Therefore, before your business implements a mobile marketing campaign that requires an always-on data connection, it would be a good idea to test the data connection availability and download speeds in the geographical areas where the campaign will be running using a variety of mobile devices during different times of the day. And, definitely make sure that consumers can connect using a mobile device on a 3G network. Furthermore, it wouldn’t be a bad idea to test the data connection availability and download speeds from time to time while the mobile marketing campaign is running.

Finally, if your business plans to offer mobile payment options using Square, LevelUp or some other similar service, it is probably a good idea to make sure that your business is connected to a 4G network. It is also a good idea to test to make sure that everything is running smoothly before you use the service to process transactions during peak sales hours.

Photo credits: LGEPR and ETC@USC on Flickr.

Chad Thiele

Marketing analyst and strategist, content curator, applied sociologist, proud UW-Madison alumnus, and an Auburn-trained mobile marketer. My goal is to help businesses identify trends that will help them achieve their marketing objectives and business goals. I'm currently looking for my next career challenge. Please feel free to contact me anytime at: chadjthiele@gmail.com.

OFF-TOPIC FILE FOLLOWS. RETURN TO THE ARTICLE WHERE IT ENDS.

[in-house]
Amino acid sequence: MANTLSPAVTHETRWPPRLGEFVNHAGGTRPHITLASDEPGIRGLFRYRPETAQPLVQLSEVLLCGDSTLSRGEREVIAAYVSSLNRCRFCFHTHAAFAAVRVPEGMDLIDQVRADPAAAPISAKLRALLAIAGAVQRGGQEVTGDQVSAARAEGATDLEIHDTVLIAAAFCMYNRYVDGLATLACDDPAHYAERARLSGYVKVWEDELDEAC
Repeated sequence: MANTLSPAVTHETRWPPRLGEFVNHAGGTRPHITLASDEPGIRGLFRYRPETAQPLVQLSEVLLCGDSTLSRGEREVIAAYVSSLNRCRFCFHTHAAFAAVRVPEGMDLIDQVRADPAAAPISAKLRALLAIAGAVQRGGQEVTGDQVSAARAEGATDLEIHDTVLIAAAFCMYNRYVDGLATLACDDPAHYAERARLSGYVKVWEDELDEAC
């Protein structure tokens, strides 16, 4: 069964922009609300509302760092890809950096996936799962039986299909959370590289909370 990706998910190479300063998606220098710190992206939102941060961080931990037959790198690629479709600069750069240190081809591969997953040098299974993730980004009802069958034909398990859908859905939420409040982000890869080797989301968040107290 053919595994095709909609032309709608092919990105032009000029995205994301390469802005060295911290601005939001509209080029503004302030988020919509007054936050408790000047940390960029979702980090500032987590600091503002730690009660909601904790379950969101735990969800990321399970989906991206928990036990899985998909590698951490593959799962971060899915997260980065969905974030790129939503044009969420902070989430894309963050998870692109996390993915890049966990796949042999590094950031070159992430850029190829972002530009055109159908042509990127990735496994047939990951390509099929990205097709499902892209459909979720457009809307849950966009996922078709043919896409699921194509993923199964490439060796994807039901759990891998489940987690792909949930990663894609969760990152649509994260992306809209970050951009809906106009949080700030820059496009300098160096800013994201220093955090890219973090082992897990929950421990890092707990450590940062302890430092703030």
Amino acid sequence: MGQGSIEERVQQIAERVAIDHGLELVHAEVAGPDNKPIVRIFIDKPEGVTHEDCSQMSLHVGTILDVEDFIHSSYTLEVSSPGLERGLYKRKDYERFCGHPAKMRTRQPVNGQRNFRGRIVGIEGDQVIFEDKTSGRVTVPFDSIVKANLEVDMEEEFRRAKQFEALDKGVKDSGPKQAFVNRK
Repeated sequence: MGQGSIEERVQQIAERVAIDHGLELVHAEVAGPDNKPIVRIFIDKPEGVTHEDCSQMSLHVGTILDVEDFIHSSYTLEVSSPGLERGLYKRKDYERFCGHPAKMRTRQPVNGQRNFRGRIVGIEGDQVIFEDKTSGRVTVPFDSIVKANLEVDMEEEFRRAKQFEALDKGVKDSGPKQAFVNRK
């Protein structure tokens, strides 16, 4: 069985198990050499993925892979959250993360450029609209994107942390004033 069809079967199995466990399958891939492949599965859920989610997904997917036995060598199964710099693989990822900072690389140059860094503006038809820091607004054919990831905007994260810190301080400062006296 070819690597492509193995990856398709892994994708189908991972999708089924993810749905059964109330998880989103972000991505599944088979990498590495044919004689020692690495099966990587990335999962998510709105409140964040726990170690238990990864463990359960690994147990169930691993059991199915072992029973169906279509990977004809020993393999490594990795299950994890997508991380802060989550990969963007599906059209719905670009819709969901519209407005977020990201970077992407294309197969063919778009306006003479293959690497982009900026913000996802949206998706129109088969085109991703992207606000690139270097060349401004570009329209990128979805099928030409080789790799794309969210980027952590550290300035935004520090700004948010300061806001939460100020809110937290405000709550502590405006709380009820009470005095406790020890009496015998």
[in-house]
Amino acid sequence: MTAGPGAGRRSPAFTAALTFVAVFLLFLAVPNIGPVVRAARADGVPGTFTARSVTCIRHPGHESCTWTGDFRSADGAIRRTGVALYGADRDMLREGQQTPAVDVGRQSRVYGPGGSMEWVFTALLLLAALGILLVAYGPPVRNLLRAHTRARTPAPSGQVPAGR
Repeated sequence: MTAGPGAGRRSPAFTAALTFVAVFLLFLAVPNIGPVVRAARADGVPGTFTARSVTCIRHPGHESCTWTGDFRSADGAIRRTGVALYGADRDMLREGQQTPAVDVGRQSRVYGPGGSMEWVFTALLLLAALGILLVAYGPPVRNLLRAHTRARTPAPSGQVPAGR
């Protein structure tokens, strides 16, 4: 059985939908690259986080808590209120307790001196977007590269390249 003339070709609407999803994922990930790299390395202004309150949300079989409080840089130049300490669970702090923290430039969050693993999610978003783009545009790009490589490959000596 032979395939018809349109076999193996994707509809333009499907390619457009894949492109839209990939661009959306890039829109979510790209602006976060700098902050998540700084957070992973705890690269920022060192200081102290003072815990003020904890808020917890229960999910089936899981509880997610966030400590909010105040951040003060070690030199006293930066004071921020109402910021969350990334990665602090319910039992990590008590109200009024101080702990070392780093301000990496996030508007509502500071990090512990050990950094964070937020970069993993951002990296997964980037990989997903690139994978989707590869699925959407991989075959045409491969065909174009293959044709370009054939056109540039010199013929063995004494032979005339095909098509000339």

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  • http://www.emilybinder.com Emily Binder

    Seems like a no-brainer but it’s easy for marketers to implement mobile campaigns and forget about coverage area issues. This reminds me of QR codes in subway ads — no reception underground. Thanks for listening to The Digital Dive Podcast. I’m hitting another festival this weekend and will report back on Sunday when we record — my first use of Passbook for event tickets, keeping my eye out for LevelUp vendors and mobile payment options, and of course must find the King of Pops.

    • http://1911mainstreet.com Chad Thiele

      Emily:

      I was thinking about the QR code issue when I wrote this post. It is a perfect example of what I am talking about. And, I agree with you that it looks like I am stating the obvious. However, I have learned that sometimes it pays to state the obvious, as the obvious is not always that obvious. Have fun this weekend. I look forward to the next episode of the Digital Dive.

      Regards,

      Chad